Nissan LEAF

How to avoid a dead Nissan Leaf after taking a long trip

While you cannot "Brick" a Nissan Leaf, it can become dead if you're away for a couple weeks, fortunately it's easy to revivify a dead Leaf, and it's easy to avoid the problem in the first place.
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While you cannot "brick" a Nissan Leaf, that electric car can be rendered dead if the 12 volt accessory battery runs down. A member of the MyNissanLeaf forum found this out the hard way. He'd left his Leaf plugged in to a charging station and left on a long trip, only to return to find his car "totally dead". After a "jump start" the battery pack was full, which leaves us puzzling over why a Leaf can appear dead with a full battery pack. Fortunately there is a simple answer, some advice on what to do if this happens to you, and how to avoid the problem in the first place.

The condition of the Nissan Leaf in question was described as "totally dead, locks won't made any sound when pushing the button, when I turned the lights on (inside) I did not see even a glimmer on the filament." How this came about is as simple as leaving the car plugged in to a charging station, and leaving on a 2 week trip to Hawaii. It's got to be a fairly attractive idea to leave the car plugged in to a charger, because that will keep the cars battery pack topped up. But this turns out to be a bad idea. As several people noted on the MyNissanLeaf forum, when the car is plugged in to a charging station it does not maintain the voltage of the 12 volt accessory battery, and that battery eventually runs down.

The 12 volt accessory battery on any electric car assists in running the 12 volt system. The 12 volt system controls the lights, information, and other systems, including the control circuits that allow the car to turn on. In other words, it's nearly the role as the 12 volt lead acid battery on a gasoline car. On an electric car the 12 volt accessory battery is not recharged by an "alternator" but by a DC-DC converter powered from the battery pack. DC-DC converters take battery pack voltage and produce the 12-13.2 volts required to run that part of the car. If the DC-DC converter is disconnected from the 12 volt battery, it will eventually run down.

The fix, if this happens to you, is to do a jump start. It's just like any jump start you've done with a gasoline powered car. Pull out your jumper cables, connect the black cable to the frame of each car, and connect the red cable to the positive terminal of the 12 volt battery in each car. This will bring 12 volts to the car, letting the 12 volt system turn back on. You may need to leave the cars connected long enough to recharge the 12 volt battery, but it will probably be enough to get the car turned on and from there the DC-DC converter should take care of recharging the 12 volt battery. A 12 volt automotive battery charger can also be used to jump start, because what's required is to recharge the 12 volt battery.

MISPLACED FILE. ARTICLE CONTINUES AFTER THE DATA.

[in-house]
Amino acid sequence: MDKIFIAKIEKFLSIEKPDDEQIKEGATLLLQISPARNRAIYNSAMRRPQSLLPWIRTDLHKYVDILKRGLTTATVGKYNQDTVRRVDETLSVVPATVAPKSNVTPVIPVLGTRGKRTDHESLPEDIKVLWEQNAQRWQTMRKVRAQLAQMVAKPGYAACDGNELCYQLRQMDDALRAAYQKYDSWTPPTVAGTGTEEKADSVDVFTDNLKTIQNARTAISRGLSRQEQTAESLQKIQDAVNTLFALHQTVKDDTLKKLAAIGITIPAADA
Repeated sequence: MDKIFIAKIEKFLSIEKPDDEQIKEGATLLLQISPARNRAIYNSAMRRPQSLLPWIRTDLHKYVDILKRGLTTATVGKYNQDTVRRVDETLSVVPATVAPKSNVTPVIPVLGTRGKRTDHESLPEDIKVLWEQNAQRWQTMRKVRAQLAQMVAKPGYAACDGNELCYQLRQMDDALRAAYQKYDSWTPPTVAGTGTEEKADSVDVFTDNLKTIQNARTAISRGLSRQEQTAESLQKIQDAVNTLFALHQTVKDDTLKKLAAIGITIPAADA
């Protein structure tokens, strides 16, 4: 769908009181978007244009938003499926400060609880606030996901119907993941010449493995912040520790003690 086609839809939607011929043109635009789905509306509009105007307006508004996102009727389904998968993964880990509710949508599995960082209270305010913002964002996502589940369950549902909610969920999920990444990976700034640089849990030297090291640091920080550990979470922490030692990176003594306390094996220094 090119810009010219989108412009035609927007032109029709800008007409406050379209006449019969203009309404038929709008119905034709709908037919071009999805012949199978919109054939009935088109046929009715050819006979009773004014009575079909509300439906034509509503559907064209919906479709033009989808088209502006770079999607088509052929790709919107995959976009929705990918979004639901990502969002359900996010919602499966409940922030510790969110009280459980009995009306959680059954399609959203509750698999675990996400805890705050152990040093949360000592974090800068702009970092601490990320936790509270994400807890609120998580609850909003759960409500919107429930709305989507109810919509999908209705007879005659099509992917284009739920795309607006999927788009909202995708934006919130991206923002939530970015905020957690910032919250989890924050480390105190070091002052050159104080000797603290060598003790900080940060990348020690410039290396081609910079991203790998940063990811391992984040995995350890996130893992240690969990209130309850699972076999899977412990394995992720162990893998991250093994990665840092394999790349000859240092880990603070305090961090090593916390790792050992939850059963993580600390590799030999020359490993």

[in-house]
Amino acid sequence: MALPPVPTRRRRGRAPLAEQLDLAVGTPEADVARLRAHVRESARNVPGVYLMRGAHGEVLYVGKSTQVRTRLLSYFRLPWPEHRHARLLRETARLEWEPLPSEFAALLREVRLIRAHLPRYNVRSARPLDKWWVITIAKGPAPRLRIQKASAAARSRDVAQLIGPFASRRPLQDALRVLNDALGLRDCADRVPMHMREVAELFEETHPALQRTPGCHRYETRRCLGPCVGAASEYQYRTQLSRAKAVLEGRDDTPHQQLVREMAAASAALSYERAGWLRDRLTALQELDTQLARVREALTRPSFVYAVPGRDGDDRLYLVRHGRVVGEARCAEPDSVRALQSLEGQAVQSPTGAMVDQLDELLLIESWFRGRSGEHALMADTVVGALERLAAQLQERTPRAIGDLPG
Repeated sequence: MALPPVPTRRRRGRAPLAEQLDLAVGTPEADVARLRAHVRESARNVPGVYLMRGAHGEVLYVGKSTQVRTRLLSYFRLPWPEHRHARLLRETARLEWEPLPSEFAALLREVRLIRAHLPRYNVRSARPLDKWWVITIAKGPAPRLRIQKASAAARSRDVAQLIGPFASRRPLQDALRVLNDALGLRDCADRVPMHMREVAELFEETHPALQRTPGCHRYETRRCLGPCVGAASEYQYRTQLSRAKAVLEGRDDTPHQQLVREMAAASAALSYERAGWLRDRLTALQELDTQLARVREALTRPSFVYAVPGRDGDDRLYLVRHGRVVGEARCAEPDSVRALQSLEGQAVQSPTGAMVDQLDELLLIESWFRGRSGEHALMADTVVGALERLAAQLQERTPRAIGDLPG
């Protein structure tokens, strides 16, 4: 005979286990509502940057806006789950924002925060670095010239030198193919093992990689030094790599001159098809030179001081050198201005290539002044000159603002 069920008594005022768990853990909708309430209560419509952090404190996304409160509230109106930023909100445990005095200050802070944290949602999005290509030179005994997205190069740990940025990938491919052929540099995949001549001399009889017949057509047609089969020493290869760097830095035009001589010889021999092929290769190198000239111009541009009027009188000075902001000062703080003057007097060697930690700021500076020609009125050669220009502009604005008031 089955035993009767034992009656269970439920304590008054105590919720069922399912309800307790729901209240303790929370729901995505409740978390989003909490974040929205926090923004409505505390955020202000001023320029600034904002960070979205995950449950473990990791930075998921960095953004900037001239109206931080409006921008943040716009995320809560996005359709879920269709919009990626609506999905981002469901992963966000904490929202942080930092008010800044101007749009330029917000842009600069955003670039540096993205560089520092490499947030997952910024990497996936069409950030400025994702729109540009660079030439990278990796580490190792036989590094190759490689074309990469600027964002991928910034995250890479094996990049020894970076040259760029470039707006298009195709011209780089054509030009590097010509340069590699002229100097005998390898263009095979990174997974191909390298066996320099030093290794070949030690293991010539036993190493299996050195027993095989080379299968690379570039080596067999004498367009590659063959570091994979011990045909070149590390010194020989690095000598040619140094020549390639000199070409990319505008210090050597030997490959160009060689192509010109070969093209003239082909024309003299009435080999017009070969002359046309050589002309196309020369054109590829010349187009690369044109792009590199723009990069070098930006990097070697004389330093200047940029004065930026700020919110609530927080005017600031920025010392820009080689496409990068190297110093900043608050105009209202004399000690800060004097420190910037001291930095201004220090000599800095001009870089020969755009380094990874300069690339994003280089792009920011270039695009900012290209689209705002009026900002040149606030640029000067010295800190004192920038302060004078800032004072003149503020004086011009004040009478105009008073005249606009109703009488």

What's better is to avoid the problem in the first place. That is as simple as not plugging the Nissan Leaf in to a charging station if you're away for awhile. If it is a long trip you should disconnect the 12 volt battery, or connect a "battery tender" style charger to the 12 volt battery. As we noted a couple months ago, the Nissan Leaf can sit idle, and not plugged in, for a long time with no risk of damaging the battery pack.

However this is not a universal recommendation. When we covered the risk of "bricking' a Tesla Roadster we learned that Tesla's recommendation is, while on a long trip, to leave the Tesla Roadster plugged in, to keep the battery pack topped up and not risk being damaged. The universal recommendation, then, is to study the specific needs of your car, starting with the contents of the owners manual.

You can read all the details on the mynissanleaf forum.


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Comments

Lol. I kiss my Prius every day when I climb into it.
The good thing about electric vehicles is that we will be able to kiss goodbye to self interested Texans in politics. This article is BS by a ludite petrol head. Was it Kin Canute [the wise] who commanded the waves to stop rolling up on the shore? Keep trying boys.